Jake Dennis in the #27 BMW i Andretti Motorsport iFE.21 scored his first-ever Formula E win in Valencia, Spain on Sunday, April 25, starting from the pole and leading the entire race. The Formula E rookie had scored his first-ever points when he finished eighth in the Saturday race. His teammate Maximilian Günther had a difficult weekend at Valencia, sliding off course and exiting the rain-soaked Saturday race, and finishing twelfth after starting from the back of the pack on Sunday.
The Valencia circuit is a closed-course race track, unlike the street circuits on which Formula E normally runs. The series had tested at the track, but had not raced there before this event.
Dennis set the fastest time in Sunday qualifying to reach his first super-pole session, and he then went on to set the fastest time among the four racers who made it into super pole. He managed his energy and his attack modes well, holding off Mahindra’s Alex Lynn early in the race, and then, when Lynn fell back after he was hit, maintaining the lead for the entire distance. He won ahead of Porsche’s Andre Lotterer and Lynn, who recovered from the shunt to claim the final podium position. Günther’s qualifying time was disallowed as race control said that he exceeded track limits. As a result, he started from the back, working his way through traffic to finish twelfth at the end.
Dennis said, “I am lost for words. The whole race inside the cockpit was incredibly technical. Pulling a gap at the right point to get attack mode was so crucial. Everyone in the team did a great job. I’m really happy for everybody. We had such a tough start to the season, but today we turned it around. We are back in it again.”
Saturday’s race started in the rain behind the Mini Electric Pacesetter safety car. Günther started second, having qualified on a dry track, but fell back as he could not keep up with the front runners in wet race conditions. He eventually slid off under braking, ending his race in a gravel trap. His off-course excursion brought out one of five safety car periods during the race. Each time the safety car runs energy is reduced for all competitors, so that racers do not have excess energy available near the end. When race leader Antonio Felix da Costa (DS Techeetah) crossed the start-finish line just after the final caution period ended, there was enough time left to run two additional laps; races run 45 minutes plus one lap. Many teams had counted on one remaining lap. The combination of energy reductions and team miscalculations left about half the pack without enough energy to finish the race. As a result, a number of racers fell back, and those that managed to cross the line were almost out of energy or had exceeded the allowable energy limits. Just nine racers were classified as finishing. Dennis was classified eighth after a series of adjustments were made by the organizers.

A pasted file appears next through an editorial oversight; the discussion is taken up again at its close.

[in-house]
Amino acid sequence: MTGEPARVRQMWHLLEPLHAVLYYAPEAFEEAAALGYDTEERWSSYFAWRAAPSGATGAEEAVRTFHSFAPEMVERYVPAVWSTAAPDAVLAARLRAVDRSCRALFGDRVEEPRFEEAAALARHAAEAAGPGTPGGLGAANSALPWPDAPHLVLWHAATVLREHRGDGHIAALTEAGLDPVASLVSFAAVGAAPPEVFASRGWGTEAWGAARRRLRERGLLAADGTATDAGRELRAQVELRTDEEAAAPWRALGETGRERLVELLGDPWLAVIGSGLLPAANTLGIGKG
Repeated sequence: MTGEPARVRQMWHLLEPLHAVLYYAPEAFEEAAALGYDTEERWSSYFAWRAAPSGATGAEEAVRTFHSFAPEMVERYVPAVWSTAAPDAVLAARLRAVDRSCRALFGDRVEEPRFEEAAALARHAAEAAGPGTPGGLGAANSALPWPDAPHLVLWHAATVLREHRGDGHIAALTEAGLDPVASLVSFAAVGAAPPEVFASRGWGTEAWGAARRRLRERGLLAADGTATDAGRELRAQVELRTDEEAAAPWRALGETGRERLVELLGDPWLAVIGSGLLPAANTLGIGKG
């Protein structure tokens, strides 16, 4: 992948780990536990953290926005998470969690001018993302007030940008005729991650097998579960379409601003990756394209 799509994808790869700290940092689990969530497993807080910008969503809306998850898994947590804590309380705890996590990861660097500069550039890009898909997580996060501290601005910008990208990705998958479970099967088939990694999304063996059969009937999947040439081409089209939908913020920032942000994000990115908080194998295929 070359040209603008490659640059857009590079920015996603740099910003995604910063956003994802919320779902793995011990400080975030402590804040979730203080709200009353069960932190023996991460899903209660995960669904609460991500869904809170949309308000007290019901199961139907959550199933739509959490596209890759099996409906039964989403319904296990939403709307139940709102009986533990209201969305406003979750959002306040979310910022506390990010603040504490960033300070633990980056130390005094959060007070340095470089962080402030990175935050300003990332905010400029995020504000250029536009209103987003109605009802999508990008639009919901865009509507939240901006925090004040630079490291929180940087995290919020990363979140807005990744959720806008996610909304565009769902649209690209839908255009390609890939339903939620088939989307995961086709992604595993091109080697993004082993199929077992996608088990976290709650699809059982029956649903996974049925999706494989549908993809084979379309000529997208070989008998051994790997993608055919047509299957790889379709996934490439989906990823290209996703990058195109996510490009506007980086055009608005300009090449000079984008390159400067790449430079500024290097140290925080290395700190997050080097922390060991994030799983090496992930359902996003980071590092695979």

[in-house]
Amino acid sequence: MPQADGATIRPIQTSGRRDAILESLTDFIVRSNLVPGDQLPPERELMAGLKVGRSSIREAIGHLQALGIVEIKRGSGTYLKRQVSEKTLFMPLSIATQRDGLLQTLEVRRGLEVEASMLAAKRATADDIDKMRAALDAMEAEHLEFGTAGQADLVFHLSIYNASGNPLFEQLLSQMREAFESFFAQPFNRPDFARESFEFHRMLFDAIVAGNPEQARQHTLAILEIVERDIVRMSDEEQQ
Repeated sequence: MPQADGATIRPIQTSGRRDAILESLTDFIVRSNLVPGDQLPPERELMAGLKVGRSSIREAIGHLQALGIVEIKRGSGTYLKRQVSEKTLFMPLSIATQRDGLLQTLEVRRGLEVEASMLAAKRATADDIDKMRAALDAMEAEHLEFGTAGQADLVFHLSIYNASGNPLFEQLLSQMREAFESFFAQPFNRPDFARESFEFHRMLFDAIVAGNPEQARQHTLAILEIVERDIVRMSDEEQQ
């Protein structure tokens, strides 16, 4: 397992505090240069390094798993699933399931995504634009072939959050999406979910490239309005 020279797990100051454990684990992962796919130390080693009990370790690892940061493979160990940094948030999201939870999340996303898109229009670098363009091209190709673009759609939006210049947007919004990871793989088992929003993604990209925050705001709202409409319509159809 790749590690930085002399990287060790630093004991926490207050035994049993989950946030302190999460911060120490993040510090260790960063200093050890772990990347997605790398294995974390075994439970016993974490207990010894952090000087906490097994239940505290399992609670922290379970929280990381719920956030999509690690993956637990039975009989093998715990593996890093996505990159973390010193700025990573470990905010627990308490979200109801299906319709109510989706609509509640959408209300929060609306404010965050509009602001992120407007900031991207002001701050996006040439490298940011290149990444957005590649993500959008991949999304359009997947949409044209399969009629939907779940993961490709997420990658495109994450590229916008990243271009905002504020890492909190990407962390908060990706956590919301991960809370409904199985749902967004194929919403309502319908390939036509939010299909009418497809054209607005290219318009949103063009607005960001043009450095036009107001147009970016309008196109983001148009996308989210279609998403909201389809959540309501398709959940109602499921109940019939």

Formula E management pointed at the teams, saying that if da Costa had slowed the pack for just another fifteen seconds before he crossed the start-finish line for the final restart, there would have been just one more lap; in that case fewer racers would have run out of energy. Racers countered that the organizers subtracted too much energy from them during caution periods. The results clearly have a negative impact on Formula E’s image and credibility; rules may be revisited in advance of the next round in Monaco on May 8.
Meanwhile, Formula E has announced the balance of its schedule for the season. After Monaco, the series will run in Puebla, Mexico on June 19–20, Brooklyn, New York, on July 11–12, London, England on July 24–25, and will finish in Berlin on August 14–15.—Brian Morgan
[Photos courtesy BMW Motorsport.]